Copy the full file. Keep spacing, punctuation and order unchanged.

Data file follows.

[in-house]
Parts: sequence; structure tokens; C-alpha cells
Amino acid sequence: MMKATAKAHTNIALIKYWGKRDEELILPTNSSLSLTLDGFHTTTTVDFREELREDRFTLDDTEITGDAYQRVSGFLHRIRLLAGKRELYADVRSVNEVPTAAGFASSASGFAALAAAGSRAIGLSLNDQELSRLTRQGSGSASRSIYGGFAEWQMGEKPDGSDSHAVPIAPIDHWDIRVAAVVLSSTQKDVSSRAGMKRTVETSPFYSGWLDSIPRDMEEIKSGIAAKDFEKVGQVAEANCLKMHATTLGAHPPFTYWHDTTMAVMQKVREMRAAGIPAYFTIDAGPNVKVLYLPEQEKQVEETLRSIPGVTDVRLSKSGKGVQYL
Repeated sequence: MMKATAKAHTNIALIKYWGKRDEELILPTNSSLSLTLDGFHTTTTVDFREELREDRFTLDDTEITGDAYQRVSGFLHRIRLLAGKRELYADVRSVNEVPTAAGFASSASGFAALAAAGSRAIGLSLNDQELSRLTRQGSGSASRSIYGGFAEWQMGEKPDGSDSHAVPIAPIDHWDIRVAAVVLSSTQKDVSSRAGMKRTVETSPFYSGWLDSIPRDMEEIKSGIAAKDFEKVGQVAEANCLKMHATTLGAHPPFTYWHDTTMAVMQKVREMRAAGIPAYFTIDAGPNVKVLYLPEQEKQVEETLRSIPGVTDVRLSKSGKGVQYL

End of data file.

[in-house]
Parts: sequence; structure tokens; C-alpha cells
Amino acid sequence: MMKATAKAHTNIALIKYWGKRDEELILPTNSSLSLTLDGFHTTTTVDFREELREDRFTLDDTEITGDAYQRVSGFLHRIRLLAGKRELYADVRSVNEVPTAAGFASSASGFAALAAAGSRAIGLSLNDQELSRLTRQGSGSASRSIYGGFAEWQMGEKPDGSDSHAVPIAPIDHWDIRVAAVVLSSTQKDVSSRAGMKRTVETSPFYSGWLDSIPRDMEEIKSGIAAKDFEKVGQVAEANCLKMHATTLGAHPPFTYWHDTTMAVMQKVREMRAAGIPAYFTIDAGPNVKVLYLPEQEKQVEETLRSIPGVTDVRLSKSGKGVQYL
Repeated sequence: MMKATAKAHTNIALIKYWGKRDEELILPTNSSLSLTLDGFHTTTTVDFREELREDRFTLDDTEITGDAYQRVSGFLHRIRLLAGKRELYADVRSVNEVPTAAGFASSASGFAALAAAGSRAIGLSLNDQELSRLTRQGSGSASRSIYGGFAEWQMGEKPDGSDSHAVPIAPIDHWDIRVAAVVLSSTQKDVSSRAGMKRTVETSPFYSGWLDSIPRDMEEIKSGIAAKDFEKVGQVAEANCLKMHATTLGAHPPFTYWHDTTMAVMQKVREMRAAGIPAYFTIDAGPNVKVLYLPEQEKQVEETLRSIPGVTDVRLSKSGKGVQYL